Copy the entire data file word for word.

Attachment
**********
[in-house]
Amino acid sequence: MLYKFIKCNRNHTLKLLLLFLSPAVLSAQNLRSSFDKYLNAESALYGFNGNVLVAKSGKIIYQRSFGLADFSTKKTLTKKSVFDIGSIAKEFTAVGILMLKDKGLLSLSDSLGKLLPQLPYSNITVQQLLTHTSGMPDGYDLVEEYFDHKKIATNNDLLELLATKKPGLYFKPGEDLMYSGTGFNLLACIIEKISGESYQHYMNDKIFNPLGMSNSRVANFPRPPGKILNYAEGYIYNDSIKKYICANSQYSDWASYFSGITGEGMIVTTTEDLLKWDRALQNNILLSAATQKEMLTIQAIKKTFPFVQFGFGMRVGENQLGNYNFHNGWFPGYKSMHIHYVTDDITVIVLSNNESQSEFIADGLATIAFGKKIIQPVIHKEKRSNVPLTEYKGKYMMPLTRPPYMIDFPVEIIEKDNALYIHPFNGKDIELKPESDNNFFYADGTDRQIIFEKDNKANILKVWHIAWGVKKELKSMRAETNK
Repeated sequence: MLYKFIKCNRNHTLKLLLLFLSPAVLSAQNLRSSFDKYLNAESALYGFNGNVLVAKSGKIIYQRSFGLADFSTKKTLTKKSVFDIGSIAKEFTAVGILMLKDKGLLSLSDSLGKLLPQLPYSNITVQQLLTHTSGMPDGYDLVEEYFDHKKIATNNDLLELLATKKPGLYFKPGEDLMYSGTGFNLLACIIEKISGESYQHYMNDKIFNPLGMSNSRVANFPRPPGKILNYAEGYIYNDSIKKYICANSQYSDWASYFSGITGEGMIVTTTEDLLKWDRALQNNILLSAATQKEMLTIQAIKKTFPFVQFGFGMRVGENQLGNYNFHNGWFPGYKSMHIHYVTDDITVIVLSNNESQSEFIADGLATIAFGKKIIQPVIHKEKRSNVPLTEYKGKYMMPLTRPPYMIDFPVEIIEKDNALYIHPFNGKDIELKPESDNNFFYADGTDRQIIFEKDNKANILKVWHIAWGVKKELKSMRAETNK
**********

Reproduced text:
[in-house]
Amino acid sequence: MLYKFIKCNRNHTLKLLLLFLSPAVLSAQNLRSSFDKYLNAESALYGFNGNVLVAKSGKIIYQRSFGLADFSTKKTLTKKSVFDIGSIAKEFTAVGILMLKDKGLLSLSDSLGKLLPQLPYSNITVQQLLTHTSGMPDGYDLVEEYFDHKKIATNNDLLELLATKKPGLYFKPGEDLMYSGTGFNLLACIIEKISGESYQHYMNDKIFNPLGMSNSRVANFPRPPGKILNYAEGYIYNDSIKKYICANSQYSDWASYFSGITGEGMIVTTTEDLLKWDRALQNNILLSAATQKEMLTIQAIKKTFPFVQFGFGMRVGENQLGNYNFHNGWFPGYKSMHIHYVTDDITVIVLSNNESQSEFIADGLATIAFGKKIIQPVIHKEKRSNVPLTEYKGKYMMPLTRPPYMIDFPVEIIEKDNALYIHPFNGKDIELKPESDNNFFYADGTDRQIIFEKDNKANILKVWHIAWGVKKELKSMRAETNK
Repeated sequence: MLYKFIKCNRNHTLKLLLLFLSPAVLSAQNLRSSFDKYLNAESALYGFNGNVLVAKSGKIIYQRSFGLADFSTKKTLTKKSVFDIGSIAKEFTAVGILMLKDKGLLSLSDSLGKLLPQLPYSNITVQQLLTHTSGMPDGYDLVEEYFDHKKIATNNDLLELLATKKPGLYFKPGEDLMYSGTGFNLLACIIEKISGESYQHYMNDKIFNPLGMSNSRVANFPRPPGKILNYAEGYIYNDSIKKYICANSQYSDWASYFSGITGEGMIVTTTEDLLKWDRALQNNILLSAATQKEMLTIQAIKKTFPFVQFGFGMRVGENQLGNYNFHNGWFPGYKSMHIHYVTDDITVIVLSNNESQSEFIADGLATIAFGKKIIQPVIHKEKRSNVPLTEYKGKYMMPLTRPPYMIDFPVEIIEKDNALYIHPFNGKDIELKPESDNNFFYADGTDRQIIFEKDNKANILKVWHIAWGVKKELKSMRAETNK